It will be apparent that interpolation is possible, both between the radials and between the concentric circles of color-cast areas in each of the three foregoing tables. For example, if the operator determines that the color-cast lies along the magenta radial, but should be between the A and B concentric rings, then the proper filter correction would be +7.5M, a filter which can readily be assembled from available gelatin or film filter material. Similarly, if the operator determines that the intensity of color in a test sample falls on the C ring of the color wheel, but is of a hue intermediate the blue and cyan blue radials a corrective filter can be assembled which would include the- Y filter correction but only 5 M. Any other interpolation which is necessary can be performed by 'applying the same principles.
While one particular method and apparatus has been described in detail, it will be immediately apparent that the details of the hues and densities of the various filters may be varied as well as the exposures and techniques without departing from the basic concept of utilizing a standard pattern of slightly color-cast grays to compute color correction and immediately obtain balanced color prints.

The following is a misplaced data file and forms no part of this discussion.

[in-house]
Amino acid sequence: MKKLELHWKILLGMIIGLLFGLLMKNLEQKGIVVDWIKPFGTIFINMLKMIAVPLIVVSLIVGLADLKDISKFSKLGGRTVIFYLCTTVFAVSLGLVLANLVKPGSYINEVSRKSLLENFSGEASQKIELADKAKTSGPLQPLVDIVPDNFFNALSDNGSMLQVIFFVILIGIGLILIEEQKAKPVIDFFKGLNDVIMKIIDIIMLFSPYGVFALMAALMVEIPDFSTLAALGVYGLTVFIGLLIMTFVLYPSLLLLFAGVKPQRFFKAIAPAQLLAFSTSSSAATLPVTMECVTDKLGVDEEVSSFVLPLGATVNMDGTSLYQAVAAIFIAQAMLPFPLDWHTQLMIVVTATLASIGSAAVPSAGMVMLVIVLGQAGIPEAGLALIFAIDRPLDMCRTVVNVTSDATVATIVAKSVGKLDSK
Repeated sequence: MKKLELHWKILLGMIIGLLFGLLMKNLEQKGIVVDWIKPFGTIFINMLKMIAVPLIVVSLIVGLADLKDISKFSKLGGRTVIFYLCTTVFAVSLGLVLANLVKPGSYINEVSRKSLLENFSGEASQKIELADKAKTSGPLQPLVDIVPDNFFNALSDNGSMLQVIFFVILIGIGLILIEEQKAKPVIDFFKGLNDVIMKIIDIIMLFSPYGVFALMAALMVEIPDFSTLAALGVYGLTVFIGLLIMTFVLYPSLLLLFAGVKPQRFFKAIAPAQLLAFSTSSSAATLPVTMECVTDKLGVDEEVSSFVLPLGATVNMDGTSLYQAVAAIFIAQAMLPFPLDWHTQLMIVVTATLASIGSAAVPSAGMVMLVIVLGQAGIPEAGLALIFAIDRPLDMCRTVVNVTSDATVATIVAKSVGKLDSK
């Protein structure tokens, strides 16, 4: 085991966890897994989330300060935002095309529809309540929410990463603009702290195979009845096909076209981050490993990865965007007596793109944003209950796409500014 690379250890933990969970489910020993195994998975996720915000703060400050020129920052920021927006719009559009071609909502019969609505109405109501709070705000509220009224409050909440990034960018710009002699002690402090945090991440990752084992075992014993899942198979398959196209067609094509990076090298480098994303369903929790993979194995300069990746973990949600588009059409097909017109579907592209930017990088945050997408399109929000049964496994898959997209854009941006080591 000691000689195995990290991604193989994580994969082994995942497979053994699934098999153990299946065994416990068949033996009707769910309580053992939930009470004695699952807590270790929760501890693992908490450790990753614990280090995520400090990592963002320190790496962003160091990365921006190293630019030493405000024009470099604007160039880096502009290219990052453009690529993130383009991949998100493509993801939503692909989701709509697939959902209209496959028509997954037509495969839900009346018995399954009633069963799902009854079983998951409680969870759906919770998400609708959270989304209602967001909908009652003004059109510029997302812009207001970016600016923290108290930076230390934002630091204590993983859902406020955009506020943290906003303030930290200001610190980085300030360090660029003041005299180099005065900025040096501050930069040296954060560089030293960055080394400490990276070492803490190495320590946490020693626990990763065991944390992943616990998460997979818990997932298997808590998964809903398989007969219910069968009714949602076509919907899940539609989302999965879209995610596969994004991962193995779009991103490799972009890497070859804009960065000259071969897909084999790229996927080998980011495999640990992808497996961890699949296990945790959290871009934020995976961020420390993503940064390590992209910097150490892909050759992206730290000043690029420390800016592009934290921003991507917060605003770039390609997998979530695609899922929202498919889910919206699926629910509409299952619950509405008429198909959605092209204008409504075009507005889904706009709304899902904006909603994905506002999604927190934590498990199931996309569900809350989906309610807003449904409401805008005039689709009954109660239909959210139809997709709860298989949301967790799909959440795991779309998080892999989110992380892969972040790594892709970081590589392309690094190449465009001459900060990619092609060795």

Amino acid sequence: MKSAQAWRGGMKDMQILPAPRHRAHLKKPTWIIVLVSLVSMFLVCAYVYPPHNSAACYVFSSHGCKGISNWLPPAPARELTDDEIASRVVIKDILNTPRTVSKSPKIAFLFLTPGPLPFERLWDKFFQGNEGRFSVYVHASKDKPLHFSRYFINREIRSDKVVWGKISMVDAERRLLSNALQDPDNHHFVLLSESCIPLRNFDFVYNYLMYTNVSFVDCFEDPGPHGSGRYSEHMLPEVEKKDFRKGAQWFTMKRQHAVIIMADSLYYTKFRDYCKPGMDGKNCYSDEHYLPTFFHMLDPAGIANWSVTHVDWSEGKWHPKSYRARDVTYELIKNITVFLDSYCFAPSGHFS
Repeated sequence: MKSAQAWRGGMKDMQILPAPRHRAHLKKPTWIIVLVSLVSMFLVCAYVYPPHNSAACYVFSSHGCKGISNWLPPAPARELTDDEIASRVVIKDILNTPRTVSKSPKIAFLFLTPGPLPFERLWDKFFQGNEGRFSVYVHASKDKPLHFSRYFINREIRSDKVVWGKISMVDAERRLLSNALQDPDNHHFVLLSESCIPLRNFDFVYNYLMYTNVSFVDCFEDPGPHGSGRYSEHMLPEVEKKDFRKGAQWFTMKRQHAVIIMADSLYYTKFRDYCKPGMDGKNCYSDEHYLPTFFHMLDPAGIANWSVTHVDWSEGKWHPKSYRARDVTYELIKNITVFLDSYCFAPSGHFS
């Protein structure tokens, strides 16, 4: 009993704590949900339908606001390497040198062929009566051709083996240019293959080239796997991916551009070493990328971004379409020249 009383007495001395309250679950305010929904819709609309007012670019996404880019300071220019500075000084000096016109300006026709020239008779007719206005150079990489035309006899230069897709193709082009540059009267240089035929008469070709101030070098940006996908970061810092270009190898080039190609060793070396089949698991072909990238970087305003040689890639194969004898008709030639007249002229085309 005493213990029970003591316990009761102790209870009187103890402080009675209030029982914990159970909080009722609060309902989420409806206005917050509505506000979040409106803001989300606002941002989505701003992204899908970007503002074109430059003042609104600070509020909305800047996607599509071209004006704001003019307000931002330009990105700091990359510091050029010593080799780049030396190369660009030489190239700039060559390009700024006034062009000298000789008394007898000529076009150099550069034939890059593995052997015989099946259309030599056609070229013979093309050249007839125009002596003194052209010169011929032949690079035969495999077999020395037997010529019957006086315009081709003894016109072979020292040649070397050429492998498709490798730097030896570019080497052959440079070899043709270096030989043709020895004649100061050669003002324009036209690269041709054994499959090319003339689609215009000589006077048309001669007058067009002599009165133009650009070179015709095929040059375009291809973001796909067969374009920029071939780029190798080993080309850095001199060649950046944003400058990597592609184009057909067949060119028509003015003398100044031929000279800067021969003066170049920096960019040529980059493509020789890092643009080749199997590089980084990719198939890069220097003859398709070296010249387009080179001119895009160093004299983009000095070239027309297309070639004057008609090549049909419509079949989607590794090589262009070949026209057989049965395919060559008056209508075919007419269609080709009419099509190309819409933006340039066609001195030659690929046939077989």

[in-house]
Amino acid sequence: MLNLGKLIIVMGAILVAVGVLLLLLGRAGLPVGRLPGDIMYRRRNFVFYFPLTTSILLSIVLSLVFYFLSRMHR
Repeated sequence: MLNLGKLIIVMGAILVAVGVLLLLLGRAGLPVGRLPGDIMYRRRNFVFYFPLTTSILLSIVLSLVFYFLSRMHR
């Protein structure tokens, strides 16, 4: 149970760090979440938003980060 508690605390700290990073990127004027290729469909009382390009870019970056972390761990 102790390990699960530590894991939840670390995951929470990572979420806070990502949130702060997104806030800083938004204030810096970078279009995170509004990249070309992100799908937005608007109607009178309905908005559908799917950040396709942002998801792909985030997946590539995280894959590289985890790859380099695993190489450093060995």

The colors in the wheel are the actual results of printing each color through an appropriate neutral and/or color filter which is complementary. For example, column IC is the 20 magenta area. It is made by printing adjusted light through a 20 cyan and a 20 yellow filter. For ease of discussion, the usual filter values have arbitrarily been multiplied by a factor of 100 in the charts and discussion above.
Without further elaboration, the foregoing will so fully explain the character of the invention that others may, by applying current knowledge, readily adapt the same for use under varying conditions of service, while retaining certain features which may properly be said to constitute the essential items of novelty involved, which items are intended to be defined and secured by the following claims.